Wednesday, February 3, 2021

Yes it is another meeting of the fabulous insecure writers support group. Click that link to go to the sign-up page.

Purpose: To share and encourage. Writers can express doubts and concerns without fear of appearing foolish or weak. Those who have been through the fire can offer assistance and guidance. It’s a safe haven for insecure writers of all kinds!

The awesome co-hosts for the February 3 posting of the IWSG are Louise - Fundy Blue , Jennifer Lane, Mary Aalgaard, Patsy Collins at Womagwriter, and Nancy Gideon!

 February 3 question - Blogging is often more than just sharing stories. It’s often the start of special friendships and relationships. Have you made any friends through the blogosphere?

Why yes indeedy I have. And most of them through this group I do believe! I'm afraid to name names for the ones that I will inadvertently leave off (I'm old okay).

But I'm going to go ahead and do my best. I think the one I've had the longest as a pal is the Watery Tart Hart Johnson. Her blog Confessions of a Watery Tart was a lifeline of cheer and sheer foolishness for so many years. Unfortunately she has stopped blogging but I think is still active on facebook. I miss her! We never met in the flesh though we cooked up a few plans to do so. We were Beta readers for each other and when the world is allowed to meet again I would happily cross the border to meet with her. There were several other members of the Burrow (a mostly online writing group that instigated BuNoWriMo) like Cruella Collet from The Giraffability of Digressions, Tara Smith, Chary Johnson, and Rayna Iyer. I think mostly only Rayna is still blogging but unsure of that...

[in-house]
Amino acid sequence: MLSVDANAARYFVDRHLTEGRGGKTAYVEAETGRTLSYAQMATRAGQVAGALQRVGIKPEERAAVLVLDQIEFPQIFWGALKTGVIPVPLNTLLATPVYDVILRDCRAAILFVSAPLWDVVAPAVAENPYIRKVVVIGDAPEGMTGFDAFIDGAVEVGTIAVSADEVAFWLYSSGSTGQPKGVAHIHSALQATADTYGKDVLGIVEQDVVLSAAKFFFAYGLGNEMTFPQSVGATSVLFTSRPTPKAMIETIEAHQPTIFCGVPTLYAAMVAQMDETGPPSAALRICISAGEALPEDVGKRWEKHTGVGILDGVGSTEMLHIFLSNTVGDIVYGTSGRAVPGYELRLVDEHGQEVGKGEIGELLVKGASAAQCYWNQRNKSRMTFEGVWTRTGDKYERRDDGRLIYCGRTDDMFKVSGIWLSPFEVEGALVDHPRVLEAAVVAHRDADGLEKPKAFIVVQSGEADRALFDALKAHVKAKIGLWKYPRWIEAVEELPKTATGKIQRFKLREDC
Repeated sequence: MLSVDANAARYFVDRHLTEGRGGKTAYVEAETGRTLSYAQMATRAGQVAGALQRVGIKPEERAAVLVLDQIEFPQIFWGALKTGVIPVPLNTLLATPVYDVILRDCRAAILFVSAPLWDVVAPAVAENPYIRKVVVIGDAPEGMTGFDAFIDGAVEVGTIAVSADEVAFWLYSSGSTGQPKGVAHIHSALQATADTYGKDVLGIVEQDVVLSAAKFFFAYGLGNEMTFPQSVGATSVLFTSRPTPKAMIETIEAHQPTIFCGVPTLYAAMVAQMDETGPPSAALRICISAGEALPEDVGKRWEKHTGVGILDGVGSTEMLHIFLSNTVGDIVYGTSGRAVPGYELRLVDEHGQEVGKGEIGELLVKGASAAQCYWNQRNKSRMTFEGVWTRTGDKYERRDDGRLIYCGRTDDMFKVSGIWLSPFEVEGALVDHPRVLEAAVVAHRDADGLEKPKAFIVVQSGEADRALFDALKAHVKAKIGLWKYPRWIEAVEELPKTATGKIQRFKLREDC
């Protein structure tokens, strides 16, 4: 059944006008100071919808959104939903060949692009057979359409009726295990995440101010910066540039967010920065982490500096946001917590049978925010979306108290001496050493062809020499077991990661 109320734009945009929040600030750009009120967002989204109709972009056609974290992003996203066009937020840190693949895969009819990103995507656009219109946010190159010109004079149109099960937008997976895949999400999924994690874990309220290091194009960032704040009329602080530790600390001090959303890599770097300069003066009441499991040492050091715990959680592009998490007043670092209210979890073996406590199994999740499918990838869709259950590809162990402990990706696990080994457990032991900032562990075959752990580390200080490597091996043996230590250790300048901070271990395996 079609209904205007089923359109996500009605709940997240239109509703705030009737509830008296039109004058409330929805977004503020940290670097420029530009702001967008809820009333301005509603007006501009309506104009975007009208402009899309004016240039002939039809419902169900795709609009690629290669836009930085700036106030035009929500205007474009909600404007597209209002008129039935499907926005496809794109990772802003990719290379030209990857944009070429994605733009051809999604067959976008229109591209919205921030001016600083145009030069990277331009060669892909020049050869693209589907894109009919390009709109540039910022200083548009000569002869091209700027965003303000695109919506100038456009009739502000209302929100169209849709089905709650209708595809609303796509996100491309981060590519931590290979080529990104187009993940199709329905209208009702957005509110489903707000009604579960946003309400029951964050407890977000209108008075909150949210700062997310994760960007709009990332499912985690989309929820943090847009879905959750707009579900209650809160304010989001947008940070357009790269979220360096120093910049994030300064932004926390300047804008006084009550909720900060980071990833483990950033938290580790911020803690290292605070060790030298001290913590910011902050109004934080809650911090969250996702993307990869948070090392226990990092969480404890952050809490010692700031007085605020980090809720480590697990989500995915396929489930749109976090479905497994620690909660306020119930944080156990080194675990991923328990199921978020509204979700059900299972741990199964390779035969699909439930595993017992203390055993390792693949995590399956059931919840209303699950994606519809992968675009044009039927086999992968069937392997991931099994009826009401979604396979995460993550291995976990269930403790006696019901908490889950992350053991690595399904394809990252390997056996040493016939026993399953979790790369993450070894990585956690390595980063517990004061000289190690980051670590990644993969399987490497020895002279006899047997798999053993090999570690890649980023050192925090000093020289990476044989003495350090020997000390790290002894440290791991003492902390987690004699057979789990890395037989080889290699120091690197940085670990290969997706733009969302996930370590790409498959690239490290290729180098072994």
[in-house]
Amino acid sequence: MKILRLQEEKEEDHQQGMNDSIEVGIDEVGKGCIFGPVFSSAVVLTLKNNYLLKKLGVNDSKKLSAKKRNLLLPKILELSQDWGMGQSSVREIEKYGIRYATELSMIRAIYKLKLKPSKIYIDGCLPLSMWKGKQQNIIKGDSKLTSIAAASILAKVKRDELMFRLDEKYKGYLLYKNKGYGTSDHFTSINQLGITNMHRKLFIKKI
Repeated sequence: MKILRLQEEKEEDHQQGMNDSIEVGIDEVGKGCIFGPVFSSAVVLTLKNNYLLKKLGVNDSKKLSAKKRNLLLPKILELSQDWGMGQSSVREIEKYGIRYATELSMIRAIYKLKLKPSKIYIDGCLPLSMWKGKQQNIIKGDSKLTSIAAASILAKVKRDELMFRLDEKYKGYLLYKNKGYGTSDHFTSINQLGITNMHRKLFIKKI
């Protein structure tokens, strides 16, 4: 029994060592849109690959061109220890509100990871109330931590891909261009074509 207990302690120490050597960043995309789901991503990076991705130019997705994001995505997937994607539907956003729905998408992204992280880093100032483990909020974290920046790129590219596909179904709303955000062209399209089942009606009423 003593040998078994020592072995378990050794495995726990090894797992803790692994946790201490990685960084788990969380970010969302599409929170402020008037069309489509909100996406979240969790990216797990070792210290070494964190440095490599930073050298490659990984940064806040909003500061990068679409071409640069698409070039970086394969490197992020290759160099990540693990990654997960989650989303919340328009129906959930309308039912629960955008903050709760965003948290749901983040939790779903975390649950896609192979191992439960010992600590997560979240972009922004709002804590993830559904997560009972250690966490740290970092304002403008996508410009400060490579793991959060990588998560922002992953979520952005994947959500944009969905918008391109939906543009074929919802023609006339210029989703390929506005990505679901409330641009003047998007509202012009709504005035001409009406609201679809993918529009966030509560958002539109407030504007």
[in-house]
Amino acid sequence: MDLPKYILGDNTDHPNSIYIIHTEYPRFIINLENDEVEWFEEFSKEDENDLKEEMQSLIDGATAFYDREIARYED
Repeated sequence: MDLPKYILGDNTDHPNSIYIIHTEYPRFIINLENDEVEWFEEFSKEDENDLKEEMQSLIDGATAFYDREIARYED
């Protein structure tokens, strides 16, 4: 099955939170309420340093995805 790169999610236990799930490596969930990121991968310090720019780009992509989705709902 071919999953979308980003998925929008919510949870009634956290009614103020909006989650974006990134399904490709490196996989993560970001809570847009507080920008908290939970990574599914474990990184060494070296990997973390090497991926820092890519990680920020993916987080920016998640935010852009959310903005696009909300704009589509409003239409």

There are two pals I met a little after Hart that have been absolute wonderful support types - neither do the IWSG but always post a comment when I do. They are the fabulous Elizabeth Spann Craig who is a stalwart of the writing world with her longstanding blog Writing is Murder.  The absolute dear Margot Kinberg from the wonderful, but now defunct, blog- Confessions of a Mystery Novelist. But my gawd - she has a web site called Crime Writer Margot Kinberg where you can still get your fix.

One person that I'm determined to meet in person sometime in this lifetime is Liza of Middle Passages. She writes beautifully - her poetry takes my breath away and she is a wonderful photographer too. I also appreciate how steady she is - through some incredibly hard times of late she continues to post and share her writing life.